«Currently we rely on Netflix to recommend movies and Google Maps to choose whether to turn right or left. But when we start counting on AI to decide what to study, where to work and who to marry, human life will no longer be a decision-making drama.

Our decisions are not really ours, as we increasingly rely on AI.

We usually depend on Google Maps to suggest the best coffee shop around us and we depend on the algorithm to recommend the best rated one.

We trust the algorithm more than the humans around us.

Imagine that we had to survey a hundred people to rate the best restaurant in that location and then decide; I know it seems strange and we would never do it. Instead, we would rely on word of mouth. So we will not go to the highest rated restaurant, but a friend will recommend one to us. We will never be able to compete with the algorithm that has the best location filtered using several data points behind – customer comments, ratings, photos, etc.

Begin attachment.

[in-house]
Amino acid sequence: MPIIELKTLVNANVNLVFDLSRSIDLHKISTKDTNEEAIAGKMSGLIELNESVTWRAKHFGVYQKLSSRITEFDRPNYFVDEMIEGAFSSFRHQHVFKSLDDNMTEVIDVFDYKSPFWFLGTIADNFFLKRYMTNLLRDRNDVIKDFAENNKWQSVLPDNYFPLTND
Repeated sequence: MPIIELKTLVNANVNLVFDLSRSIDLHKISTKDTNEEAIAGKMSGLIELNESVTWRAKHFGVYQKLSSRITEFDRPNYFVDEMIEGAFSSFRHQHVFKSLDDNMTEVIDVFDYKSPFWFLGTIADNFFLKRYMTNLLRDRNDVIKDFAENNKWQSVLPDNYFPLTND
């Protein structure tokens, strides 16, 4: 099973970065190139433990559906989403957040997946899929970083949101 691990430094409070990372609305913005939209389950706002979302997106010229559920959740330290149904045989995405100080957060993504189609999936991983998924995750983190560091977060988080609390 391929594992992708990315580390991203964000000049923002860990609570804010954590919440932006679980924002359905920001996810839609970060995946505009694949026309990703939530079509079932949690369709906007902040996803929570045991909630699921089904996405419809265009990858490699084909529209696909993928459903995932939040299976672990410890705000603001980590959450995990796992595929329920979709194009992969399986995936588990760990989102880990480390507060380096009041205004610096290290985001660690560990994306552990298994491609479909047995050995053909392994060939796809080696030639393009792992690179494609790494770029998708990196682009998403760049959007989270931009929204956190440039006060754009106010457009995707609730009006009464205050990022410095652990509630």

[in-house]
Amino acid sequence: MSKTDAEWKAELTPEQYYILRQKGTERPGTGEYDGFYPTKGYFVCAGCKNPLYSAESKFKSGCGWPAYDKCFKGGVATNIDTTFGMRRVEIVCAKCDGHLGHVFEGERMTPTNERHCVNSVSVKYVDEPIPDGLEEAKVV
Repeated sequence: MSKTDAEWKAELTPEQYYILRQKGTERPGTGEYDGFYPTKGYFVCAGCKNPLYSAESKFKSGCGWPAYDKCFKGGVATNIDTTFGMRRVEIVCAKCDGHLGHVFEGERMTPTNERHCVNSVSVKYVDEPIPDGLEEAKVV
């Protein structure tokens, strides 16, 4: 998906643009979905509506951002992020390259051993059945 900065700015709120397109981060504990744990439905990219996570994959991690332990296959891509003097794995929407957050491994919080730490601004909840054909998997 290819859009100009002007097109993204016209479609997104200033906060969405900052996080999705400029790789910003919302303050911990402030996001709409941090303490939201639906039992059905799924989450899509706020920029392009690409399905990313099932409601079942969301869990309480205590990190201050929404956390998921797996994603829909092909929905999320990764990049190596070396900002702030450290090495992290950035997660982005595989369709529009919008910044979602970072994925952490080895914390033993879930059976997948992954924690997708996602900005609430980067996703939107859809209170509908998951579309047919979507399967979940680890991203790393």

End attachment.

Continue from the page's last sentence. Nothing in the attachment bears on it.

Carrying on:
Now imagine that AI guides us in all the important decisions of our lives: career, education and marriage. Is it bad or good?

It is not something we can answer so easily. We will debate it for decades to come.

«A common enemy is the best catalyst for forging a common identity, and humanity now has at least three such enemies: nuclear war, climate change and technological disruption. If, despite these common threats, human beings decide to privilege their particular national loyalties above all else, the results could be much worse than in 1914 and 1939..